6 p.m.

Manager, Immigration Policy, Policy and Research Group, Department of Labour, New Zealand

Christine Hyndman

Well, in this case, as we haven't had an arrival, I probably can't comment. But I think we do recognize people's right to seek asylum. That is an international right that is enshrined in the convention and the protocol to which New Zealand is a signatory.

We do not want people to think that getting on a boat to come to New Zealand is a good idea, very largely because we actually think there is a high chance that they wouldn't make it.

6 p.m.

NDP

Jinny Sims NDP Newton—North Delta, BC

One of the key ways to fight smuggling is to actually work with other countries on fighting human rights violations that occur in different countries—in other words, attack the root cause. On the other hand, looking at your legislation, do you feel you can justify a mass detention of people who are already fleeing for their lives? They wouldn't put their lives in danger to get to your country if they weren't scared for their lives in whichever country they were in before.

6 p.m.

Manager, Immigration Policy, Policy and Research Group, Department of Labour, New Zealand

Christine Hyndman

We do believe very much in working with other countries to address the issues in the countries of origin. New Zealand is a very active member of the Bali process, in which Canada is also a participant. That is very focused on preventing the root causes of asylum seeking.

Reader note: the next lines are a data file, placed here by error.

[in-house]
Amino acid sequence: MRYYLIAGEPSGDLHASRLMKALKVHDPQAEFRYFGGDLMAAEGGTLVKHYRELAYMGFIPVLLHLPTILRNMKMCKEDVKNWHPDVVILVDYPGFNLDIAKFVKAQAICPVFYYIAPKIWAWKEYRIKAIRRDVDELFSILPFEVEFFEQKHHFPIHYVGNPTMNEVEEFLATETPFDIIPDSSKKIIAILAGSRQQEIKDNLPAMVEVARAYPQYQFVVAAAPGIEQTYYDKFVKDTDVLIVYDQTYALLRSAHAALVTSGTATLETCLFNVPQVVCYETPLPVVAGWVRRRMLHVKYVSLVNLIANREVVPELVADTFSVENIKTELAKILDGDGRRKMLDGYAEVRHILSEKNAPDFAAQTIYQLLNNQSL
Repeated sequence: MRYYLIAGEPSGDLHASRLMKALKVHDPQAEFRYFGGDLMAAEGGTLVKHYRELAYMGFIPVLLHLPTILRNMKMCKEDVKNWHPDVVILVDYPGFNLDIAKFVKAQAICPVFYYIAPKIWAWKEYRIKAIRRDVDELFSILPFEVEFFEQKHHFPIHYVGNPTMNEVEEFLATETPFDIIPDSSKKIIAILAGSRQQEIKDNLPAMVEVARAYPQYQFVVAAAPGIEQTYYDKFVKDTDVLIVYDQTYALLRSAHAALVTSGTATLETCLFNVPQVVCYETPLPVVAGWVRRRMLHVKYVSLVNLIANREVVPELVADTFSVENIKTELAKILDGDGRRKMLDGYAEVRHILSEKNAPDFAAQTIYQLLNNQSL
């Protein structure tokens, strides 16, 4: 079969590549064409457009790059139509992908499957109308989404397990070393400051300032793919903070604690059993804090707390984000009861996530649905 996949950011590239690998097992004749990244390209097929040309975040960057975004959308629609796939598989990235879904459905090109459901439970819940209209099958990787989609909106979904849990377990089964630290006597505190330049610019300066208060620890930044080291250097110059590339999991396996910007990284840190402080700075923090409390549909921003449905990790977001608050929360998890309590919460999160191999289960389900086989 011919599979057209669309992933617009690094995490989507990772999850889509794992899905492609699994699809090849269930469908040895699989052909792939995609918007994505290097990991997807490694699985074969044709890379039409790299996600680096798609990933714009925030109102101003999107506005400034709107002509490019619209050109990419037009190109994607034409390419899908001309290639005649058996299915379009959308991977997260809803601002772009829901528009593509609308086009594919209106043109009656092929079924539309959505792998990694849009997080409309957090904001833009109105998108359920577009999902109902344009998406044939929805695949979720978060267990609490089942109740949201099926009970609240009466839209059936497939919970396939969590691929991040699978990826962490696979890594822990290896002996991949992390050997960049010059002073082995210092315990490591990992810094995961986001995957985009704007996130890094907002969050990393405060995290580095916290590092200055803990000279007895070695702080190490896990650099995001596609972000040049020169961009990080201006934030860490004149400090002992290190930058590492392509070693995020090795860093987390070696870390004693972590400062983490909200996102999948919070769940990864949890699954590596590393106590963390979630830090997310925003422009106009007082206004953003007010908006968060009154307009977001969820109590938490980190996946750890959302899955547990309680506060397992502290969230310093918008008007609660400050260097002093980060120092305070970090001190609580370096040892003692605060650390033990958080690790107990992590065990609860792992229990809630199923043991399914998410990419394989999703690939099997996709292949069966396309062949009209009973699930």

6 p.m.

NDP

Jinny Sims NDP Newton—North Delta, BC

It seems to me that here...and I suppose I'm a little bit puzzled by the motive behind the legislation. It's not for you to justify because I know you're part of the staff there. It seems that in a country that hasn't had boatloads arrive, even one, here you're taking a very extreme approach, an approach that actually has been demonstrated not to work.

I'm going to take Australia as an example. Australia has found, or evidence has shown—and we've had a number of witnesses testify to that—that detention actually does not act as a deterrent. It once again punishes people who are already suffering and are victims.

6 p.m.

Manager, Immigration Policy, Policy and Research Group, Department of Labour, New Zealand

Christine Hyndman

Obviously, our situation and our policy package is somewhat different from Australia's current situation. But yes, the detention itself is not actually the major deterrent. The detention is intended to ensure that we can safely house people whose identity we are not certain of for the period of time that it takes us to determine their identity. But Australia's situation is very different.

6 p.m.

NDP

Jinny Sims NDP Newton—North Delta, BC

As soon as you have determined their identity and they have their status, will they get travel papers, and can they sponsor their family members to come?

6 p.m.

Manager, Immigration Policy, Policy and Research Group, Department of Labour, New Zealand

Christine Hyndman

No. Once people are determined to need protection under the convention or the convention against torture—and the rest of the things it's against—we will give them temporary status for three years, reassess at the end of the three years, and at that point they would be able to be granted permanent status.